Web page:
Playing different types of harmonics on the guitar produces some “chime-like” tones that, when used in the right context, can give your playing an interesting twist.
Playing different types of harmonics on the guitar produces some “chime-like” tones that, when used in the right context, can give your playing an interesting twist. In this lesson, we are going to take a closer look at playing harmonics and how to incorporate them into a melody.
Harmonics can be produced by either lightly touching an open string on the guitar over a specific fret (described as natural harmonics) or fretting a note and lightly touching the string with the picking hand at a specific fret or node (known as artificial harmonics). Both techniques can also be executed off the fret board, over the sound hole of an acoustic guitar, or over the pickup of an electric guitar. Below is a useful chart of common natural harmonics that can be produced on the open strings. For example, if you place your fret-hand finger over the open third string at the 12th fret, the harmonic will be a G that is one octave above the pitch of the open string.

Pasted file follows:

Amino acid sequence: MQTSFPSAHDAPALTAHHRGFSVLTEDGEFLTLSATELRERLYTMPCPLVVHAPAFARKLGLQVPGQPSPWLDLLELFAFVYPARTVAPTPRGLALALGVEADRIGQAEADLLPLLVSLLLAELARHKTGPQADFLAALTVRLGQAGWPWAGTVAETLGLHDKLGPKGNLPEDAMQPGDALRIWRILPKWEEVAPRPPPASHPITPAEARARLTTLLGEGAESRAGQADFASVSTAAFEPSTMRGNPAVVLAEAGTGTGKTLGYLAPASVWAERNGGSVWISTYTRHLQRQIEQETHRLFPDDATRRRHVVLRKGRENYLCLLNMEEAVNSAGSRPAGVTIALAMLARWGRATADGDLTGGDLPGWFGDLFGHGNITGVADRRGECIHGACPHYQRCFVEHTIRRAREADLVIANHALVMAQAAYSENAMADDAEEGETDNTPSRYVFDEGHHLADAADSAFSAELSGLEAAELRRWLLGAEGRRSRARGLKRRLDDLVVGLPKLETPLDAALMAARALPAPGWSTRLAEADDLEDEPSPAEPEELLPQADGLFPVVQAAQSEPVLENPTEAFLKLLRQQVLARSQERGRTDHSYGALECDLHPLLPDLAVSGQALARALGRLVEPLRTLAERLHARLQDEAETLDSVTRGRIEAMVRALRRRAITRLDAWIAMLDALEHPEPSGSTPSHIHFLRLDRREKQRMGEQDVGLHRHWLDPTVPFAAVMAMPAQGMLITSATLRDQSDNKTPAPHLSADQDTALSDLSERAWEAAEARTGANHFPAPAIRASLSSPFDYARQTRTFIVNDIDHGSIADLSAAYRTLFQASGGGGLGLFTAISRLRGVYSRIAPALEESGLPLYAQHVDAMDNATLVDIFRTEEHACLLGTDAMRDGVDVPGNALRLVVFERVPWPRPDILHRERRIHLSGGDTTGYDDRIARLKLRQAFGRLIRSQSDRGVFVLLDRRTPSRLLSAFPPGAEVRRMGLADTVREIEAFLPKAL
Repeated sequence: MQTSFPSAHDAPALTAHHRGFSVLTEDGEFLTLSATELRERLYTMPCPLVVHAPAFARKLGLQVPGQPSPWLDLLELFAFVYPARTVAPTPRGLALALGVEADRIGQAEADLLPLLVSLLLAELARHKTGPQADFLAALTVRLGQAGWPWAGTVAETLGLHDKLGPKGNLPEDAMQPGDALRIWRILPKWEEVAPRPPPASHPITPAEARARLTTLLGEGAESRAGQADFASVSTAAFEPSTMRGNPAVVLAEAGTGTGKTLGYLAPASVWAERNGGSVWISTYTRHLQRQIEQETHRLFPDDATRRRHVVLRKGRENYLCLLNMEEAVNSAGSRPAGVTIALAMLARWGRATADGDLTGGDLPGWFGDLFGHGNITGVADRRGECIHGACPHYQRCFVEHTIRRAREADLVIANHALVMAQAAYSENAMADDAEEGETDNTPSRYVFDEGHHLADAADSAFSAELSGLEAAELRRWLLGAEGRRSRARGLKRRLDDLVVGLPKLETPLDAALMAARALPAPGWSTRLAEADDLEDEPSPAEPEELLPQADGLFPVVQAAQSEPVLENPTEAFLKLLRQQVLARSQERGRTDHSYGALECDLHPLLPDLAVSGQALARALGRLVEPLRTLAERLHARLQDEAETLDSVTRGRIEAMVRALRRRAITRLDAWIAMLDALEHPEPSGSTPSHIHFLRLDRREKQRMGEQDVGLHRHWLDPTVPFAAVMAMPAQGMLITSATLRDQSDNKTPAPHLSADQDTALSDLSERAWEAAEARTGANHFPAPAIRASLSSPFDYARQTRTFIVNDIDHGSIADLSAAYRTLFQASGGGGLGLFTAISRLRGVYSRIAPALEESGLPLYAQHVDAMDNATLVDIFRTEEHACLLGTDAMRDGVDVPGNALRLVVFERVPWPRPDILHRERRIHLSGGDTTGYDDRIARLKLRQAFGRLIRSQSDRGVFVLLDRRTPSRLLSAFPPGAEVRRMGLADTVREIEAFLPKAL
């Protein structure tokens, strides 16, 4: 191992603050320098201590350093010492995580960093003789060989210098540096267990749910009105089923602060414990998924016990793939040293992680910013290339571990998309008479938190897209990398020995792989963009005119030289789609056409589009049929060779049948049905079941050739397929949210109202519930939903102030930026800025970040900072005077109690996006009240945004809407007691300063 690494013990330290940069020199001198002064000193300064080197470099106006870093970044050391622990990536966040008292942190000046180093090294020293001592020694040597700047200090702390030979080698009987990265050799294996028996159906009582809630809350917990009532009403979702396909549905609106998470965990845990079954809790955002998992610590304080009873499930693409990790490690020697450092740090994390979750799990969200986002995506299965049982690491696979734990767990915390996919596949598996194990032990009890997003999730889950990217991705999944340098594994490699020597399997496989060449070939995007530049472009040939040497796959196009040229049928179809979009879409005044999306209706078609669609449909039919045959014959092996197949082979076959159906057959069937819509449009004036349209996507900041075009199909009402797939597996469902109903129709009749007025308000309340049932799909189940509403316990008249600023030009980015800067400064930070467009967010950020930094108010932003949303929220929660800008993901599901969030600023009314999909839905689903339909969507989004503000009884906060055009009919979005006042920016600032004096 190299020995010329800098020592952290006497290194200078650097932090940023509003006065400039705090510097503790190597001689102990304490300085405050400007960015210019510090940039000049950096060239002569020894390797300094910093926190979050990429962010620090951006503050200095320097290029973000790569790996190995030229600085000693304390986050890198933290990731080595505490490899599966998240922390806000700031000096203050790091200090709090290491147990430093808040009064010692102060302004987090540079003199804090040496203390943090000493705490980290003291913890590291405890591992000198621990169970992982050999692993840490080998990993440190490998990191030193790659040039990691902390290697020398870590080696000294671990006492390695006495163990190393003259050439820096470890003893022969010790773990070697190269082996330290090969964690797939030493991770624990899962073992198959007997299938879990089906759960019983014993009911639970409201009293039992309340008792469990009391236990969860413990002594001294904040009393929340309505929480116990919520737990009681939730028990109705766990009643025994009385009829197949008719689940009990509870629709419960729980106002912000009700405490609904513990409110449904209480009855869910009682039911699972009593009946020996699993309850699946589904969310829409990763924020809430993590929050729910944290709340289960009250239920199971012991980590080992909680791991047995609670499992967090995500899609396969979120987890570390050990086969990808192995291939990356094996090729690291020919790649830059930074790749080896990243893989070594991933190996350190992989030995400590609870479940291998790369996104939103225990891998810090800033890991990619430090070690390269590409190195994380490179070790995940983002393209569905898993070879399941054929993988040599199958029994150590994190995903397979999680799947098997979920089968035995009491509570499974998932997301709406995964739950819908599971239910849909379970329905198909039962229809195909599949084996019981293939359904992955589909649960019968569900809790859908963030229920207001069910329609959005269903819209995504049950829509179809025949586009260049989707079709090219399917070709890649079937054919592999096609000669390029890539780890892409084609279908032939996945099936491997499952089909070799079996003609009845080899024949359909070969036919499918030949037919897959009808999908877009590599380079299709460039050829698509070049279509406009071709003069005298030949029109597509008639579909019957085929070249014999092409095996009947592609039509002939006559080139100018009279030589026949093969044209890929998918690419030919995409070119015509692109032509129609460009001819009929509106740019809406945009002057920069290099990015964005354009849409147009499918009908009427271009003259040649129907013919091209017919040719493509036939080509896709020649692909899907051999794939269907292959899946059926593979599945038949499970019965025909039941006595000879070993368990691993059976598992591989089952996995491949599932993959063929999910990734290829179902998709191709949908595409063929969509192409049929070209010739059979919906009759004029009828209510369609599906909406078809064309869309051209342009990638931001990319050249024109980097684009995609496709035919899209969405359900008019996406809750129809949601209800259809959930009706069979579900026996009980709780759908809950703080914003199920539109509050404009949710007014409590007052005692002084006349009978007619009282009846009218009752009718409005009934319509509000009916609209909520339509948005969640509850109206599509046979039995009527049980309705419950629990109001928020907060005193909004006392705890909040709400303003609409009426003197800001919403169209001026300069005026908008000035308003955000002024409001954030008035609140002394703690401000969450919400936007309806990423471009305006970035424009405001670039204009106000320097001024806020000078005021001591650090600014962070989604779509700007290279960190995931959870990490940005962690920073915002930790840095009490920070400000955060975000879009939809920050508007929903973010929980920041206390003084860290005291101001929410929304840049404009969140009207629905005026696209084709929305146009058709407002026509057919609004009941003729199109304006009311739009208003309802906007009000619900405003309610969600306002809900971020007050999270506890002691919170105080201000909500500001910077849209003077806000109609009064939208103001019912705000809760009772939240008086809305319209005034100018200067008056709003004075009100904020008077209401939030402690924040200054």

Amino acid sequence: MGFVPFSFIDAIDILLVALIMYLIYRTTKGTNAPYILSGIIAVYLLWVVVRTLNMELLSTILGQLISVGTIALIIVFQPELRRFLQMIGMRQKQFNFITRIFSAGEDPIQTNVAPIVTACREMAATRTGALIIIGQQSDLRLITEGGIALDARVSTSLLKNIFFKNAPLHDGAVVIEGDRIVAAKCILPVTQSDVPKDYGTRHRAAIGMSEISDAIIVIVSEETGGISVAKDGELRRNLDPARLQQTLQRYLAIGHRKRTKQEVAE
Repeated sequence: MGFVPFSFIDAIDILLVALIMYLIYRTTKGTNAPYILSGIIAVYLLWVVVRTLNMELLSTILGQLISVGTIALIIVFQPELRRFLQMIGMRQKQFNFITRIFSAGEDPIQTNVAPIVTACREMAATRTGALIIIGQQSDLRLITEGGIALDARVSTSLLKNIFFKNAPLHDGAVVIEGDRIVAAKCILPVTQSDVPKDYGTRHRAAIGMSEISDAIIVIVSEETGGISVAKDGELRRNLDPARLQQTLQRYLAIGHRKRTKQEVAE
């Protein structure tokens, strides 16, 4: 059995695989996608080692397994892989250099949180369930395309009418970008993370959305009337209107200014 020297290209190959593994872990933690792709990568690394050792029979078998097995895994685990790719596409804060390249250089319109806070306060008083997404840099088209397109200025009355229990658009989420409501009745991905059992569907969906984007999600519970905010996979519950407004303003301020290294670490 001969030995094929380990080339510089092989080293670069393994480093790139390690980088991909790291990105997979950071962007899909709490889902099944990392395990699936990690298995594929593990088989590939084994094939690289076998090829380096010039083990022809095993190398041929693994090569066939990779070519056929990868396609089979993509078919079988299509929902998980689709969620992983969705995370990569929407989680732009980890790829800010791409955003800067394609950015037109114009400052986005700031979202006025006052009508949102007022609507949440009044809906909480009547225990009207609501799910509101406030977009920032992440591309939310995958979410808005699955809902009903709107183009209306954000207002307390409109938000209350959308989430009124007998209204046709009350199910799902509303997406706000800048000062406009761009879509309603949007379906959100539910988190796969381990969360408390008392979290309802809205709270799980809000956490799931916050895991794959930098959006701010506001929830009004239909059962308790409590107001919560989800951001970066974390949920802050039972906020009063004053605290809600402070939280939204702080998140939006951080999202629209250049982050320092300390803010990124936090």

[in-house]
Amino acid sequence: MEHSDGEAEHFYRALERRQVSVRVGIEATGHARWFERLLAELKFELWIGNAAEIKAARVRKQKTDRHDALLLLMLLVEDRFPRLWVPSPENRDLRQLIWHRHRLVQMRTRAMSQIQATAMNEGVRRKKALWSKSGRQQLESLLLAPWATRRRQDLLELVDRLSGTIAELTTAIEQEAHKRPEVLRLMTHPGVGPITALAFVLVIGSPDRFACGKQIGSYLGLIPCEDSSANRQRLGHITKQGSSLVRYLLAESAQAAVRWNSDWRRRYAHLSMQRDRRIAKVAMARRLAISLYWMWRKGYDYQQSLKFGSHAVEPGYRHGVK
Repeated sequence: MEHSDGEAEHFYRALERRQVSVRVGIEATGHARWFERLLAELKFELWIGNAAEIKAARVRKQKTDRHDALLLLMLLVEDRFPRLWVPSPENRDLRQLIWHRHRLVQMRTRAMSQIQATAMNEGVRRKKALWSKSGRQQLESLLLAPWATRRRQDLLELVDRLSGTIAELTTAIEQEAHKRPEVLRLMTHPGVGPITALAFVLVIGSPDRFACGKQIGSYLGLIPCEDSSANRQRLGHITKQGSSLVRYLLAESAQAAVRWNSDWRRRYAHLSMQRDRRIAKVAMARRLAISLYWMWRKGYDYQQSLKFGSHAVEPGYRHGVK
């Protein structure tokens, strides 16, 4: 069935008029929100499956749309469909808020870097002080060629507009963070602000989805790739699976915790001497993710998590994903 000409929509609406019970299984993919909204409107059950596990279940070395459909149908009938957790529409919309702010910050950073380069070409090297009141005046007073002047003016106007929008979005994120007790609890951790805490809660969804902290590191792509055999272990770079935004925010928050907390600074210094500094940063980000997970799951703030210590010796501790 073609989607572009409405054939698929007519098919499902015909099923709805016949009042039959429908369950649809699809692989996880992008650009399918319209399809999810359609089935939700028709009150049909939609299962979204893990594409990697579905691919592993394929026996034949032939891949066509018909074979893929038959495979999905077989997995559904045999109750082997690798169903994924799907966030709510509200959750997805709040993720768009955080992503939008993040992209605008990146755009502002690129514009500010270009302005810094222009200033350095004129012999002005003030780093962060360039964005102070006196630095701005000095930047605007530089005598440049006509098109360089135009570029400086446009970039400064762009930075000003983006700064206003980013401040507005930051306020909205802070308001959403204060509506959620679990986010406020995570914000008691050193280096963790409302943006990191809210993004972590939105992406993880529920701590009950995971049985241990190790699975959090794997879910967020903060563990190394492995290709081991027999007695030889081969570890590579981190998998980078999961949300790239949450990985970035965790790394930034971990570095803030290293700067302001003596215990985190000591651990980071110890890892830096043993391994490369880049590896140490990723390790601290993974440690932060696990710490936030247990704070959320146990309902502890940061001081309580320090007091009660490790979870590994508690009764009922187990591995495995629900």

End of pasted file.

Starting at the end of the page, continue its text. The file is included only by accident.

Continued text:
||octave + fifth
|4 (3.9), 9, 16
||second octave + third
|3.2||second octave + fifth
||second octave + minor seventh
||third octave + second
||third octave + third
This chart can also be beneficial in producing artificial harmonics. By using the distances given in the chart and simply adding said distance (interval) to the origin/fret of the closed (fretted) note, the same results can be achieved.
Initially I would suggest experimenting with the different harmonics in a random fashion to get acquainted with the technique, and develop a sense of the pressure required from the fretting hand fingers to achieve any natural harmonic. The chart proceeds from the easiest frets to produce a harmonic to some of the more difficult, top to bottom. Mix the harmonics together on several strings to create a cascade of chimes and to get comfortable with the technique.
In Figure 1 we try the common pentatonic scale descending, spanning an octave with natural harmonics. Notice the symmetry in the fretting hand finger placement as this will make the execution a bit easier. Download example audio...
In Figure 2 we ascend with the pentatonic, utilizing the same symmetry as Figure 1 for both hands. Download example audio...
In Figure 3 we create the “Westminster Chimes” with natural harmonics. This may or may not be your doorbell tones! Download example audio...
Figure 4 is of my favorite licks using natural harmonics. It’s relatively easy to execute and a common lick for guitar great Eric Clapton. Download example audio...
Finally, Figure 5 is the melody line to “Amazing Grace,” all in natural harmonics. Download example audio...